How a Bullfight Is Organized.

Big Business Is Bullfighting

Bullfighting generates big money, but not everyone engaged is making a fortune off of it. Some argue that government subsidies are the only way to keep bullfighting alive.

It is not uncommon for elite Spanish matadors to be regarded and compensated like rock stars, receiving more than $100,000 for each bullfight and putting on 30 to 40 shows per year on average [source: Lowe]. The top matadors may earn a lot of money via sponsorship agreements and other means, such as name recognition and other advantages that come with fame. Fights regularly continue in Mexico, Peru, and other Latin American countries after they end in Spain.

Bullfighting contributes to the economy of nations where it is practiced. Bullfighting schools charge fees to teach future matadors. Bulls are bred on specialized ranches. The intricate traje de luces are made by hand by sewists, costing between $2,000 and $3,000. It’s estimated that 400 people work in an arena like Las Ventas in Madrid, including 15 veterinarians.

Bullfighting has been banned in several sections of Spain and elsewhere in the globe since 2008, and as a result, fewer individuals are generating money from corridas than they used to. According to GAD Capital, Spanish bullfights fell from roughly 1,000 in 2008 to 800 last year. Bullfights in small towns formerly supported by the government have been slashed to save money.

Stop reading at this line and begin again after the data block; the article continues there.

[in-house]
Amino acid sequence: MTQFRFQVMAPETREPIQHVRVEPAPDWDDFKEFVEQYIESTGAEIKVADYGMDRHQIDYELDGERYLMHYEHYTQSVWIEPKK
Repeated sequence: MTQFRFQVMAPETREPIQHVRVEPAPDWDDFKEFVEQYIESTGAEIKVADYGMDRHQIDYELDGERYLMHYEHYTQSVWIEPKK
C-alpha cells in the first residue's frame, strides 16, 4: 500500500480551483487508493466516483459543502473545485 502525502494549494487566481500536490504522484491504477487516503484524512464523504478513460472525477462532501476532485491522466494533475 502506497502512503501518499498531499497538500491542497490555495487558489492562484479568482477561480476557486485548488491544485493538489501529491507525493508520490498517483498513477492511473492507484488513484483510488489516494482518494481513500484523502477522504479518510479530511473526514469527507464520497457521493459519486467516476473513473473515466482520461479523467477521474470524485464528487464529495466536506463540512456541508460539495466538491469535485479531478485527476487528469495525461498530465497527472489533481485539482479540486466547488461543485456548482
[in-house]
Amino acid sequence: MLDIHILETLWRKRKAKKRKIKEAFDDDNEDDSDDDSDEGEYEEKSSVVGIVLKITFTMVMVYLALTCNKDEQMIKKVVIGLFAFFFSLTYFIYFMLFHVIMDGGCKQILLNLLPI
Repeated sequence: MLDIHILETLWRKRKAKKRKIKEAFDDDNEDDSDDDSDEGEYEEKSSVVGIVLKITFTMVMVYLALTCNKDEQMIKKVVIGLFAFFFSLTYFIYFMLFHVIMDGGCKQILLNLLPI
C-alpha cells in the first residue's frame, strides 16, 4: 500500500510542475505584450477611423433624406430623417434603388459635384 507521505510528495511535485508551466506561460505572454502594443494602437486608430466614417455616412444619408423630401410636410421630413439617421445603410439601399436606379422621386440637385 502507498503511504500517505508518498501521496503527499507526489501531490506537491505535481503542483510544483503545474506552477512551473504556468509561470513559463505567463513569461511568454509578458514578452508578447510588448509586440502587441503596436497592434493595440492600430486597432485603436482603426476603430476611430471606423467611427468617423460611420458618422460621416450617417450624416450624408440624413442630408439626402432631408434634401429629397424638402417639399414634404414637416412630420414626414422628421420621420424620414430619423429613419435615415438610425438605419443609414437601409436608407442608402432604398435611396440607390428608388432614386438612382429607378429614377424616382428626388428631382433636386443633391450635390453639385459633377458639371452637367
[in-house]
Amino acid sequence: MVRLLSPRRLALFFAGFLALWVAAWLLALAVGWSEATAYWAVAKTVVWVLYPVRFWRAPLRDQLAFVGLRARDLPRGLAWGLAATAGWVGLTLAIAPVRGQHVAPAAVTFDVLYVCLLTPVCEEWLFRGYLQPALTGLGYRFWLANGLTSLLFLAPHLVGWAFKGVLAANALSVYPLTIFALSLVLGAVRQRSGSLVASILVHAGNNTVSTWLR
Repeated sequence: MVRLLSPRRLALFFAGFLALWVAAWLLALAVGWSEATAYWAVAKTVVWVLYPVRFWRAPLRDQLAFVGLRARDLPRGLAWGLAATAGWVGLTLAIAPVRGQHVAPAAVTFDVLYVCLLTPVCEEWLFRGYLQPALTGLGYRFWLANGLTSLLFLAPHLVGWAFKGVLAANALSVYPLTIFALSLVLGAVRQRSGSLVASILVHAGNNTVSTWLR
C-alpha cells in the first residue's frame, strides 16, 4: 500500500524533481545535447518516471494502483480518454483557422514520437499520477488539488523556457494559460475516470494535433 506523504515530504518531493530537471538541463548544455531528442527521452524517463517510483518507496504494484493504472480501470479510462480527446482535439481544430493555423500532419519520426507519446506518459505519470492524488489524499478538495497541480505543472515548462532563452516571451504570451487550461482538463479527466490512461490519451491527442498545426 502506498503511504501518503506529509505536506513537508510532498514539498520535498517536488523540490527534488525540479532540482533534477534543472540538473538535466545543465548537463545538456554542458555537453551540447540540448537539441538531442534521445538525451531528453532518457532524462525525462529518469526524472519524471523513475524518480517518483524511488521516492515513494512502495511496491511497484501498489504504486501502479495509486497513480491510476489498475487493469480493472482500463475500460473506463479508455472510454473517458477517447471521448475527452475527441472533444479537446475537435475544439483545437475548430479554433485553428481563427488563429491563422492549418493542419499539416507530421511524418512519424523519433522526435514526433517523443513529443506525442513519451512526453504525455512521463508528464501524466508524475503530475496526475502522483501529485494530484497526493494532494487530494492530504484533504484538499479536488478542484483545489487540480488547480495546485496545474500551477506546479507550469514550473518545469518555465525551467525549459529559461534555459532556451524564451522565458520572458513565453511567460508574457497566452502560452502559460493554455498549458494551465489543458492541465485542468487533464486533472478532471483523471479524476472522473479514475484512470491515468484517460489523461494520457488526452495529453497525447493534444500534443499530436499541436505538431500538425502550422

Bullfighting may be on the verge of extinction for reasons other than the economy. An increasingly loud animal rights movement has succeeded in getting bullfighting outlawed, even in locations where many believed it had been in place for generations.

The Osborne Bulls

Many sections of Spain have gorgeous bulls silhouetted against the sky, gigantic creatures so large that you can’t conceive the matador who would battle them. You may take a deep breath and relax. No one dares to take up their challenge. Not any more. Since 1957, metal bull-shaped ads for Veterano brandy known as “Osborne bulls” have peppered the landscape of Spain. Since then, the once-vulnerable ad critter has gained legal protection. Because of Spain’s 1994 legislation outlawing roadside advertising, Osborne decided to erase the bulls’ brand labels and proclaim the works of art instead of advertising. The bulls are still standing today because the Spanish Parliament approved them. Melilla, a Spanish-North African enclave, welcomed the Bull for the first time in 2011 as it crossed the Mediterranean.

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